- Chapter 1: Functions and Their Graphs
- Chapter 1-3: Cumulative Test for Chapters 13
- Chapter 1.1: Rectangular Coordinates
- Chapter 1.10: Mathematical Modeling and Variation
- Chapter 1.2: Graphs of Equations
- Chapter 1.3: Linear Equations in Two Variables
- Chapter 1.4: Functions
- Chapter 1.5: Analyzing Graphs of Functions
- Chapter 1.6: A Library of Parent Functions
- Chapter 1.7: Transformations of Functions
- Chapter 1.8: Combinations of Functions: Composite Functions
- Chapter 1.9: Inverse Functions
- Chapter 10: Topics in Analytic Geometry
- Chapter 10.1: Lines
- Chapter 10.2: Introduction to Conics: Parabolas
- Chapter 10.3: Ellipses
- Chapter 10.4: Hyperbolas
- Chapter 10.5: Rotation of Conics
- Chapter 10.6: Parametric Equations
- Chapter 10.7: Polar Coordinates
- Chapter 10.8: Graphs of Polar Equations
- Chapter 10.9: Polar Equations of Conics
- Chapter 2: Polynomial and Rational Functions
- Chapter 2.1: Quadratic Functions and Models
- Chapter 2.2: Polynomial Functions of Higher Degree
- Chapter 2.3: Polynomial and Synthetic Division
- Chapter 2.4: Complex Numbers
- Chapter 2.5: Zeros of Polynomial Functions
- Chapter 2.6: Rational Functions
- Chapter 2.7: Nonlinear Inequalities
- Chapter 3: Exponential and Logarithmic Functions
- Chapter 3.1: Exponential Functions and Their Graphs
- Chapter 3.2: Logarithmic Functions and Their Graphs
- Chapter 3.3: Properties of Logarithms
- Chapter 3.4: Exponential and Logarithmic Equations
- Chapter 3.5: Exponential and Logarithmic Models
- Chapter 4: Trigonometry
- Chapter 4.1: Radian and Degree Measure
- Chapter 4.2: Trigonometric Functions: The Unit Circle
- Chapter 4.3: Right Triangle Trigonometry
- Chapter 4.4: Trigonometric Functions of Any Angle
- Chapter 4.5: Graphs of Sine and Cosine Functions
- Chapter 4.6: Graphs of Other Trigonometric Functions
- Chapter 4.7: Inverse Trigonometric Functions
- Chapter 4.8: Applications and Models
- Chapter 5: Analytic Trigonometry
- Chapter 5.1: Using Fundamental Identities
- Chapter 5.2: Verifying Trigonometric Identities
- Chapter 5.3: Solving Trigonometric Equations
- Chapter 5.4: Sum and Difference Formulas
- Chapter 5.5: Multiple Angle and Product-to-Sum Formulas
- Chapter 6: Additional Topics in Trigonometry
- Chapter 6.1: Law of Sines
- Chapter 6.2: Law of Cosines
- Chapter 6.3: Vectors in the Plane
- Chapter 6.4: Vectors and Dot Products
- Chapter 6.5: Trigonometric Form of a Complex Number
- Chapter 7: Systems of Equations and Inequalities
- Chapter 7.1: Linear and Nonlinear Systems of Equations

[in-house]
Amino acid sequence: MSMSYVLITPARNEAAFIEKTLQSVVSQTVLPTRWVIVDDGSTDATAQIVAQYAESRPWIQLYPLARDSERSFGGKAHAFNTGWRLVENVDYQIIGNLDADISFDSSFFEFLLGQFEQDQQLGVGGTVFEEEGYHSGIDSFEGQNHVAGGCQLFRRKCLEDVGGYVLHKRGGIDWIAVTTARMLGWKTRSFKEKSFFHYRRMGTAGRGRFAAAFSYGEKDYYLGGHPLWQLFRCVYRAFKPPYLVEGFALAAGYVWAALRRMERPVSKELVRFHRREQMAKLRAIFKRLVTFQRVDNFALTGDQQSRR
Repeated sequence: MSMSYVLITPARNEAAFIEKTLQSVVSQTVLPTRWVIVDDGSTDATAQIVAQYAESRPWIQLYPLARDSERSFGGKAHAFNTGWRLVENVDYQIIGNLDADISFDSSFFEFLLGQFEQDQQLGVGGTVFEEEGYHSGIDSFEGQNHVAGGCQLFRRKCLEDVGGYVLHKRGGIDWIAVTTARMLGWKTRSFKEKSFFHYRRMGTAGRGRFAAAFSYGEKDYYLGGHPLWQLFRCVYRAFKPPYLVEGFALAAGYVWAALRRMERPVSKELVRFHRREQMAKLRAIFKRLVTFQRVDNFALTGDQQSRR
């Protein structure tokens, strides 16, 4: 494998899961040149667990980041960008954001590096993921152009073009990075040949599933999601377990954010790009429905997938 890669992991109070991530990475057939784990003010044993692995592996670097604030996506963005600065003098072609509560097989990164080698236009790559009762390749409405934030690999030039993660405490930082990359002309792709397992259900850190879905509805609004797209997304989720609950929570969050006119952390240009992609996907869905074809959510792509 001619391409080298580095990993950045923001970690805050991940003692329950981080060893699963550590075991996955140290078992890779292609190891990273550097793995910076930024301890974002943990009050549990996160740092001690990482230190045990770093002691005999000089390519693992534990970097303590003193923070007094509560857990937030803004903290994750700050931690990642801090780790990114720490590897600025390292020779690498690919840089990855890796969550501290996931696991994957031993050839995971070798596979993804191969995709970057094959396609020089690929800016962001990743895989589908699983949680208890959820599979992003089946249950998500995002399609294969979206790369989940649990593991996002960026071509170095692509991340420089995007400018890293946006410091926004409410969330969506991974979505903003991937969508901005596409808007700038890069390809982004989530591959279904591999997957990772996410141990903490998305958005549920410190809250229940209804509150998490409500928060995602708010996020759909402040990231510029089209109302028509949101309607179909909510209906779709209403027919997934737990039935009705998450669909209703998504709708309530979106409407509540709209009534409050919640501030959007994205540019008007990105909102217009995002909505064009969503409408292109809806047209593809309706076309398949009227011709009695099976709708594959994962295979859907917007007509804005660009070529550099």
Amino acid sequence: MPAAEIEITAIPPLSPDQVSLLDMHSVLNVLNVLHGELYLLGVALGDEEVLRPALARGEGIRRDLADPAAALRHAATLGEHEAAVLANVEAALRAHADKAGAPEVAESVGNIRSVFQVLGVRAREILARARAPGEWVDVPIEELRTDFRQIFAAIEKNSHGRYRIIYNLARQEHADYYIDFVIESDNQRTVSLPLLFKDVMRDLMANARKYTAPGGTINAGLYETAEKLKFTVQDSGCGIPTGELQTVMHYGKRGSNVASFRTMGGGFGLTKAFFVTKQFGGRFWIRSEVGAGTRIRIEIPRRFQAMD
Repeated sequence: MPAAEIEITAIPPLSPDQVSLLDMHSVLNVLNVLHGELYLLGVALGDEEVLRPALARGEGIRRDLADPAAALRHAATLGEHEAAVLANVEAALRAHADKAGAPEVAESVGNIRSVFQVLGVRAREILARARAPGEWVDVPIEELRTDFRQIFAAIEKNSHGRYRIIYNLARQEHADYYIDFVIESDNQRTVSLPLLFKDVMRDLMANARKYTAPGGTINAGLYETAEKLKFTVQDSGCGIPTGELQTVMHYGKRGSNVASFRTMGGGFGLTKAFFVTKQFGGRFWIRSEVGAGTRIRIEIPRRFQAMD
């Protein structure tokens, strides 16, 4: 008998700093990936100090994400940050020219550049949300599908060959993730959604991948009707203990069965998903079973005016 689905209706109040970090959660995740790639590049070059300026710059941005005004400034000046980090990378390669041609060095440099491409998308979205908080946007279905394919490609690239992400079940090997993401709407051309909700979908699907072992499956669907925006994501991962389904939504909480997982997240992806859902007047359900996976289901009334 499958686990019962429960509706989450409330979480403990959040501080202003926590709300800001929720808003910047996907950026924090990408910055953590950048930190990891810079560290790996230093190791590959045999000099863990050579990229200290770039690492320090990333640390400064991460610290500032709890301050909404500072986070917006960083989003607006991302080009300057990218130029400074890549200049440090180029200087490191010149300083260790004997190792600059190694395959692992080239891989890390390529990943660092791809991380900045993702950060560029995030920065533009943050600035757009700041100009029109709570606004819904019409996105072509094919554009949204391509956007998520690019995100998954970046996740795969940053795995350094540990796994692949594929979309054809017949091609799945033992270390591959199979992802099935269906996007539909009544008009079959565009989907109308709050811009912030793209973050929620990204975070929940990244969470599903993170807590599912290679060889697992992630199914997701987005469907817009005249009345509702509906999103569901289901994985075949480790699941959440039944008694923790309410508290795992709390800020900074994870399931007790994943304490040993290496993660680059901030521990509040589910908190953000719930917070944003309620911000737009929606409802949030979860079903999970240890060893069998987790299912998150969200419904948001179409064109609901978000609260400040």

- Chapter 7.2: Two-Variable Linear Systems
- Chapter 7.3: Multivariable Linear Systems
- Chapter 7.4: Partial Fractions
- Chapter 7.5: Systems of Inequalities
- Chapter 7.6: Linear Programming
- Chapter 8: Matrices and Determinants
- Chapter 8.1: Matrices and Systems of Equations
- Chapter 8.2: Operations with Matrices
- Chapter 8.3: The Inverse of a Square Matrix
- Chapter 8.4: The Determinant of a Square Matrix
- Chapter 8.5: Applications of Matrices and Determinants
- Chapter 9: Sequences, Series, and Probability
- Chapter 9.1: Sequences and Series
- Chapter 9.2: Arithmetic Sequences and Partial Sums
- Chapter 9.3: Geometric Sequences and Series
- Chapter 9.4: Mathematical Induction
- Chapter 9.5: The Binomial Theorem
- Chapter 9.6: Counting Principles
- Chapter 9.7: Probability
- Chapter A.1: Real Numbers and Their Properties
- Chapter A.2: Exponents and Radicals
- Chapter A.3: Polynomials and Factoring
- Chapter A.4: Rational Expressions
- Chapter A.5: Solving Equations
- Chapter A.6: Linear Inequalities in One Variable
- Chapter A.7: Errors and the Algebra of Calculus
Precalculus 7th Edition - Solutions by Chapter
Full solutions for Precalculus | 7th Edition
A value ƒ(c) is an absolute maximum value of ƒ if ƒ(c) ? ƒ(x) for all x in the domain of ƒ.
A combination of variables and constants involving addition, subtraction, multiplication, division, powers, and roots
An observational study that gathers data from an entire population
De Moivre’s theorem
(r(cos ? + i sin ?))n = r n (cos n? + i sin n?)
Any solution of the resulting equation that is not a solution of the original equation.
Graph of parametric equations
The set of all points in the coordinate plane corresponding to the ordered pairs determined by the parametric equations.
See Mathematical induction.
Zeros of a function that are irrational numbers.
Linear equation in x
An equation that can be written in the form ax + b = 0, where a and b are real numbers and a Z 0
The line segment through the foci of an ellipse with endpoints on the ellipse
Opens upward or downward
A parabola y = ax 2 + bx + c opens upward if a > 0 and opens downward if a < 0.
A function ƒ for which there is a positive number c such that for every value t in the domain of ƒ. The smallest such number c is the period of the function.
In an experimental study, an inactive treatment that is equivalent to the active treatment in every respect except for the factor about which an inference is to be made. Subjects in a blind experiment do not know if they have been given the active treatment or the placebo.
The collection of probabilities of outcomes in a sample space assigned by a probability function.
A function that assigns real-number values to the outcomes in a sample space.
Recursively defined sequence
A sequence defined by giving the first term (or the first few terms) along with a procedure for finding the subsequent terms.
Simple harmonic motion
Motion described by d = a sin wt or d = a cos wt
Solve by elimination or substitution
Methods for solving systems of linear equations.
A number that measures a quantitative variable for a sample from a population.
A set of equations or inequalities.